5 Marketing Lessons I Learned in 2017

This year was a year of change. Of failure. Of anxiety-inducing news cycles. But hopefully it was a year of growth for you as it was for me. I changed roles, changed jobs, traveled the world, and learned a whole lot along the way. Here's the top 5 marketing lessons I learned that will inform how I approach marketing, the universe, and everything in 2018.

Brand Is Your Strategy

When we think of a brand, the first thing that comes to mind is usually a logo. But that's really just the beginning. Brand is everything. Every interaction an employee has with a customer. Every tweet. Every page of the website. Every time the CEO opens their mouth.

In a year where we have companies dragging passengers off flights or composing really, really tone-deaf advertising, it's a worthwhile lesson to repeat.

Related: Brand Is Your Strategy

It's easy working in marketing to see this. Every time you create a piece of content or send an email, you're reflecting your brand. But it's an ethos that needs to be on every team, from product to customer support. 

Make It Easier For Your Customers to Buy From You


This one seems obvious, but if you dig into your company's processes, are you really making it easy for your customer to buy from you? This means your site is easy to navigate, there are clear call to action buttons (and not a million of them) and you offer a variety of payment options, like credit cards and PayPal.

Related: Why You Need to Help Your B2B Prospects

But it's also reflected in your marketing. Many purchases in the business world don't require convincing the user, but convincing the user's manager. If you've built a brand and a product that people want to buy, your prospects will be up front about this problem. It's up to you to help prospects become customers.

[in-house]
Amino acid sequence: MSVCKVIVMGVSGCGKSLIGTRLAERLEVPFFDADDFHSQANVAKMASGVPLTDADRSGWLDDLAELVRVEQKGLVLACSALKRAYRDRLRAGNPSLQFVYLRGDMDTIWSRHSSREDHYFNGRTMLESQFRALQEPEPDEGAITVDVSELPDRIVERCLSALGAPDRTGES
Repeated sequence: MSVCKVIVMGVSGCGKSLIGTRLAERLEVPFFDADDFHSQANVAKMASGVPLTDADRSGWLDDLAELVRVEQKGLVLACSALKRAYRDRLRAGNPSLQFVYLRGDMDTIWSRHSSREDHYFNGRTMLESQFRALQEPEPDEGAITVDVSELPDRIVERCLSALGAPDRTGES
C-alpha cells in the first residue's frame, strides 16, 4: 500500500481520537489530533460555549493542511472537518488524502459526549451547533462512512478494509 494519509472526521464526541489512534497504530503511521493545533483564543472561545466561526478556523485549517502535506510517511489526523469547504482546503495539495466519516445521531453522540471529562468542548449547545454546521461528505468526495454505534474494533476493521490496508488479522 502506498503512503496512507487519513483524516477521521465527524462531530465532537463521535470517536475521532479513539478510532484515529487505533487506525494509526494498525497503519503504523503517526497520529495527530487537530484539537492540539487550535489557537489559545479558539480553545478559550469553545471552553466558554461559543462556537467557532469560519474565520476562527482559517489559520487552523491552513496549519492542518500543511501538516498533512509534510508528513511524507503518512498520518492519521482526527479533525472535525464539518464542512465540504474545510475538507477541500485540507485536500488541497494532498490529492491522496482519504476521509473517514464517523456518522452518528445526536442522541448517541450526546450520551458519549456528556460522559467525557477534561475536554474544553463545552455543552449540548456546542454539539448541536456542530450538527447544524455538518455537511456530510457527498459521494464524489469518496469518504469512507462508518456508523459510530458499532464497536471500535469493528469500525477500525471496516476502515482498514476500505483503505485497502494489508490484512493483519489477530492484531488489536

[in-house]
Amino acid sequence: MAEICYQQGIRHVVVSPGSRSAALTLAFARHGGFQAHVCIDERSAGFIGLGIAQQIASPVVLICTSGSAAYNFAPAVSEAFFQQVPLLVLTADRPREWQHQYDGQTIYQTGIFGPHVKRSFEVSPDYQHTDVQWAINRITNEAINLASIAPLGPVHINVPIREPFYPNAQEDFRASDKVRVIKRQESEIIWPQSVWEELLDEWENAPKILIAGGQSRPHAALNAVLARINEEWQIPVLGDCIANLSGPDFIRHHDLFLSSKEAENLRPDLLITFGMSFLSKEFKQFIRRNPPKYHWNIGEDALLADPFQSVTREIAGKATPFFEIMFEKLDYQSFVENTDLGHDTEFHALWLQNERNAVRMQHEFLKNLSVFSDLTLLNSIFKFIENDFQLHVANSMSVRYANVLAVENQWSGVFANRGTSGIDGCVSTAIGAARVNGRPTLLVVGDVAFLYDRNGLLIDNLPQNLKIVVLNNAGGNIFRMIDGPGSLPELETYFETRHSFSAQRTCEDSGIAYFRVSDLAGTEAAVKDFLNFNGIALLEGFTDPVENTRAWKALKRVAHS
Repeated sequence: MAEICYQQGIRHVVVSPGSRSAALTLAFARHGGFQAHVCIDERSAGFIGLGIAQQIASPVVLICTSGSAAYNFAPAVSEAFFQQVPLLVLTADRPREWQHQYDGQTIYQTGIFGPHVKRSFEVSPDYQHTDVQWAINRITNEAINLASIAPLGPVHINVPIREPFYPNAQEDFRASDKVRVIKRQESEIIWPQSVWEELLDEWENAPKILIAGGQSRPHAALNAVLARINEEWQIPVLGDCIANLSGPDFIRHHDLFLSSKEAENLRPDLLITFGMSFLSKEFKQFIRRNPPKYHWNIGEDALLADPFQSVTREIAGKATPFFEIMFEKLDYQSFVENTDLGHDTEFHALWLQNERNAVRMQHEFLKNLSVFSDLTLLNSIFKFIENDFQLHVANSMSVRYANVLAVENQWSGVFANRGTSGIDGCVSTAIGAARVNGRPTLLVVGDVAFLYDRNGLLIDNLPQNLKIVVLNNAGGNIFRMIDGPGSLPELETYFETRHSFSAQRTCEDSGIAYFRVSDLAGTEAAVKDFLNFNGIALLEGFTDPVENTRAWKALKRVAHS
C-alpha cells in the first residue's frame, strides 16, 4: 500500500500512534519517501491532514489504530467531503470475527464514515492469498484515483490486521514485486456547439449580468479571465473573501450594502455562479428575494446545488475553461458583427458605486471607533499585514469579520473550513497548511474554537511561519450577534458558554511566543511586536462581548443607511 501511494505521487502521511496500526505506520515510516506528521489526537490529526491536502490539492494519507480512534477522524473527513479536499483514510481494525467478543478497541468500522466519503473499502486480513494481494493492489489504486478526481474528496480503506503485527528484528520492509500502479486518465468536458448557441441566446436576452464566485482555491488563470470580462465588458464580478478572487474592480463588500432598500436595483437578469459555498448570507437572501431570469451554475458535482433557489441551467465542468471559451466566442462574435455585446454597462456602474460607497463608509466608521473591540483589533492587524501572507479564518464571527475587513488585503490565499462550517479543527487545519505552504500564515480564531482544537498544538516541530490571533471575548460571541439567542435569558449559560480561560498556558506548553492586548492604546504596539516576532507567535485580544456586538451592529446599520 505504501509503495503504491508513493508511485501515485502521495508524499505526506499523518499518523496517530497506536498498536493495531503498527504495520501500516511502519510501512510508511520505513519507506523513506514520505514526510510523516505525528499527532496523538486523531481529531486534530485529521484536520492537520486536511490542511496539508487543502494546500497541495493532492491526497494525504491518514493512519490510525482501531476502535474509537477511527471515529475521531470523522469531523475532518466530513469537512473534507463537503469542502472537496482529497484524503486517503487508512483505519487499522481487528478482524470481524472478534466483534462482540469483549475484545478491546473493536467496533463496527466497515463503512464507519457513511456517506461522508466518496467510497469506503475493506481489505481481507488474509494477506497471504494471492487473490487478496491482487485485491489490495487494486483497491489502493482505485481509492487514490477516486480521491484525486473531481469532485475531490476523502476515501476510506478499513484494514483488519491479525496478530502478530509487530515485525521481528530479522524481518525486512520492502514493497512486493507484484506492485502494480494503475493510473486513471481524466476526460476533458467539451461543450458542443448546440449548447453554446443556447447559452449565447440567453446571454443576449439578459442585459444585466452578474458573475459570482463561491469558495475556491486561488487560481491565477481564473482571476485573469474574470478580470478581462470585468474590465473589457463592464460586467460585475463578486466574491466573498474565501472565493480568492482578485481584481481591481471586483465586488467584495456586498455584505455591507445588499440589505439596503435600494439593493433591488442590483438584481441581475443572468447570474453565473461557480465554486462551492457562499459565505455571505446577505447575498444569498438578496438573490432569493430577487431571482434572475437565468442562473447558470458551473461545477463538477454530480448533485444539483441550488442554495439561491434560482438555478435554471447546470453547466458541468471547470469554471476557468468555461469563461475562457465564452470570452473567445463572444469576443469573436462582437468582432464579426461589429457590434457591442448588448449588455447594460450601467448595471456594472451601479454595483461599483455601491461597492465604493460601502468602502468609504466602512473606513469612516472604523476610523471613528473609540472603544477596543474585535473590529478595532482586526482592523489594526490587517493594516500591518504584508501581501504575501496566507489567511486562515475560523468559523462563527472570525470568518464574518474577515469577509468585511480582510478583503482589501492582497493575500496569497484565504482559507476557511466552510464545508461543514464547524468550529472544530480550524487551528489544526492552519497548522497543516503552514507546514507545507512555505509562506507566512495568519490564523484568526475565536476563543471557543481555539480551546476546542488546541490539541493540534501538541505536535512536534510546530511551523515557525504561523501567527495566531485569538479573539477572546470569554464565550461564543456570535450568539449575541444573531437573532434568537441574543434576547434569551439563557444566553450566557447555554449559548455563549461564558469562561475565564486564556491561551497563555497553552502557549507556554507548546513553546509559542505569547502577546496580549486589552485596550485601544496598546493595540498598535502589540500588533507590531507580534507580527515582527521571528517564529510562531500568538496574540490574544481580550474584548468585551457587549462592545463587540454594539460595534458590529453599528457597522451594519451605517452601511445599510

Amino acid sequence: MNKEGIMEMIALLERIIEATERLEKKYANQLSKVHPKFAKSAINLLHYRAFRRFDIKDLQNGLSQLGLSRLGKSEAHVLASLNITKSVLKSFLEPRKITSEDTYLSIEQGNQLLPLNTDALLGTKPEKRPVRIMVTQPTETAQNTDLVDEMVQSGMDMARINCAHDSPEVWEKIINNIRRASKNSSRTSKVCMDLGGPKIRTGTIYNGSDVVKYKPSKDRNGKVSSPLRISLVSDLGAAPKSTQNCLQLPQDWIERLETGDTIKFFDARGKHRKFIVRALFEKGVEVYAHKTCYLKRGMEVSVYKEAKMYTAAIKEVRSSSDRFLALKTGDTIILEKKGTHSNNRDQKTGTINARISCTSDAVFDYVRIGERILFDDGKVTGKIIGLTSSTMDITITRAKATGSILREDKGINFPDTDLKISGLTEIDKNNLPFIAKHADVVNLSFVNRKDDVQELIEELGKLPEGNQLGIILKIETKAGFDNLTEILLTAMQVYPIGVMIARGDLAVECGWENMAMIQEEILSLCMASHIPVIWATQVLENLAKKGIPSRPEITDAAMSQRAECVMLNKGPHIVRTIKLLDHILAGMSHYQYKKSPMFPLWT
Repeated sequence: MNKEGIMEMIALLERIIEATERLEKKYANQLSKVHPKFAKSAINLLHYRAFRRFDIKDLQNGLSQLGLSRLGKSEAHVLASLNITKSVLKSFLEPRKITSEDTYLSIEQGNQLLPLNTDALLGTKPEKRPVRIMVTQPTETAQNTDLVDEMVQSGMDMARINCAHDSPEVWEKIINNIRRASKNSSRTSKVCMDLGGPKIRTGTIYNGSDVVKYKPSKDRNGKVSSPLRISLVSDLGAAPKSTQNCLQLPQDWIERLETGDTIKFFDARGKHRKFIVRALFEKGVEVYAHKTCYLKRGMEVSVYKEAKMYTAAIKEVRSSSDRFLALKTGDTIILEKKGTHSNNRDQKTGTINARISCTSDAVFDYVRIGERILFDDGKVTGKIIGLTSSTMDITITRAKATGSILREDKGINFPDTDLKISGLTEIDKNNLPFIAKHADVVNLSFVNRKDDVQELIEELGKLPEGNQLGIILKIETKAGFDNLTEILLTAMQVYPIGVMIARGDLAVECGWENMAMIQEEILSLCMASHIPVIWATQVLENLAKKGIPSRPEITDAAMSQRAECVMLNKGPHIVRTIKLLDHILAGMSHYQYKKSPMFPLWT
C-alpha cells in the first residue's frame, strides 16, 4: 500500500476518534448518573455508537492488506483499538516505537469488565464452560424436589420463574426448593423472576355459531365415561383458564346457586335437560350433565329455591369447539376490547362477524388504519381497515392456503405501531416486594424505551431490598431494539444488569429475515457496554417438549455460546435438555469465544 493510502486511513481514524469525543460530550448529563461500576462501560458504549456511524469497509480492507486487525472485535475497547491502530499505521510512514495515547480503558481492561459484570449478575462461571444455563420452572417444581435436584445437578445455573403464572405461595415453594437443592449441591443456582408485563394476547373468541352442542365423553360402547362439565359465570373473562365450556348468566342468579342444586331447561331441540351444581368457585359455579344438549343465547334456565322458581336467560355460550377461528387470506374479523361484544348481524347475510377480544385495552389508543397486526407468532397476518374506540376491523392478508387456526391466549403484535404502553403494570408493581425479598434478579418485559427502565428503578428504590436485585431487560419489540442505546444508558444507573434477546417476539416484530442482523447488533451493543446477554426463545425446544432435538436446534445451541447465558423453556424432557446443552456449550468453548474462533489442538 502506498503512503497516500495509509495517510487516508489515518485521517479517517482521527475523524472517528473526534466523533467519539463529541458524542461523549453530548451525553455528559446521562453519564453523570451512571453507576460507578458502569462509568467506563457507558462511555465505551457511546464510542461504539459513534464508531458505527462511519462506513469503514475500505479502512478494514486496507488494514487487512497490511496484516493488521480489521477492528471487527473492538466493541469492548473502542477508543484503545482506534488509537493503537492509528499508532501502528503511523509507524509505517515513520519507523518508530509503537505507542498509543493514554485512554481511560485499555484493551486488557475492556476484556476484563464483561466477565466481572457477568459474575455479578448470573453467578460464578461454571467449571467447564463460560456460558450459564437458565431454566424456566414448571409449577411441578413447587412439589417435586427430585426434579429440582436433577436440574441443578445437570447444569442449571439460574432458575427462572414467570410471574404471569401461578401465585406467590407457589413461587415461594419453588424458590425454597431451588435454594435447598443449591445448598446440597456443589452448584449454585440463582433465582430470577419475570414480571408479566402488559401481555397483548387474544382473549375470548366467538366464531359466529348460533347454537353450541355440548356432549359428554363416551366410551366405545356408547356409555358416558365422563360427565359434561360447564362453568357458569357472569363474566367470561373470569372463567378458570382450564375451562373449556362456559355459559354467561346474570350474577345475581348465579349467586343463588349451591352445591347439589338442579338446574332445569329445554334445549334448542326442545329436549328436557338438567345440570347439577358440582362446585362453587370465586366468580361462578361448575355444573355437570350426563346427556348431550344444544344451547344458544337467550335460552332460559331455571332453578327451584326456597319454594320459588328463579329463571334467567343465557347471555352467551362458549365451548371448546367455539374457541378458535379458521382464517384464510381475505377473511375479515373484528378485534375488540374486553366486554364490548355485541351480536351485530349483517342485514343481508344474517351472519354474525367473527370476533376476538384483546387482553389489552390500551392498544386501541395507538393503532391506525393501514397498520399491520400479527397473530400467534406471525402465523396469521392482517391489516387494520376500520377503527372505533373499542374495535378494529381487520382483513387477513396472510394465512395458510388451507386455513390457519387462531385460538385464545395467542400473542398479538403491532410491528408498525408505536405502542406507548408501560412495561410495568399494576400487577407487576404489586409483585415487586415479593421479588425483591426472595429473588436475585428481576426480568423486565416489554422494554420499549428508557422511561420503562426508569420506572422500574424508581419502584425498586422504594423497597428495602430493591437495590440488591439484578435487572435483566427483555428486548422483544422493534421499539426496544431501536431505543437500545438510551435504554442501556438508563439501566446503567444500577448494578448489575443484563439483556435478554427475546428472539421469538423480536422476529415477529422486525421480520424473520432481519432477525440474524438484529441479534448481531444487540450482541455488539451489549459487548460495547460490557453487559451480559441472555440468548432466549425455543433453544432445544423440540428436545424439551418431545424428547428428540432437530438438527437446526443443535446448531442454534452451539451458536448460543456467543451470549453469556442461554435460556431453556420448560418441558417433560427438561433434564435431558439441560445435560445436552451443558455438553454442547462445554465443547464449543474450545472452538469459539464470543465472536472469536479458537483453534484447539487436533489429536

Ask More Questions


This was the year I learned how to ask more questions—not just of my team but of my customers, too. 

Do you really know what they're thinking every day? Probably not, even if you're in customer support. So if you're wondering why something you're doing isn't working, or why you're not getting the results you hoped for from an experiment or campaign, it might be time to ask.

Related: If You Have a Question, Ask It

There's lots of ways to do this—surveys, focus groups, and the like. But the best way, like most things, is the simplest. Literally, just ask.

Retention Is The Most Important

One of the biggest paradigm shifts for me this year was thinking about business in a much more holistic way. As a marketer, my job is usually to bring as many people into our website and ecosystem as possible. I write words, I compose tweets, and plan events. Acquisition is satisfying. We can clearly see the numbers going up and up and up. 

But none of those activities are worth anything if you can't hold on to your customers. Otherwise, you'll be scrambling to refill a leaky bucket of customers leaving to try the next big thing. Even if you acquire users like crazy, if they don't stay, you'll lose in the long term.

Related: You Can't Refill a Leaky Bucket Forever

Lean Into Uncertainty

Boy, was this a year of uncertainty.

I'm a planner. It's almost a compulsion, really. Whether I'm traveling to far off lands or figuring out which road I'm going to take into the office, I have to write everything down, in a list, with the plan. 

The idea of being uncertain, of not knowing what to do next, terrifies me. It's why I've chosen to put my head down and stop thinking about possibility and potential and focus on executing this project or this blog post or that thing, right now. It's because when I let myself drift off into the clouds of what could be, I lose sight of what is.

Related: Lean Into Uncertainty

Getting laid off this year was more than a little terrifying. But leaning into uncertainty—and remaining true to my compass instead of the pressures around me—helped me land an awesome gig doing what I love.

2017, you were a wild ride. Here's to an awesome 2018 for all of you.

Every year, I like to reflect on what I've learned. If you want to see some more marketing lessons, see what I learned in 2015 and what I learned in 2016.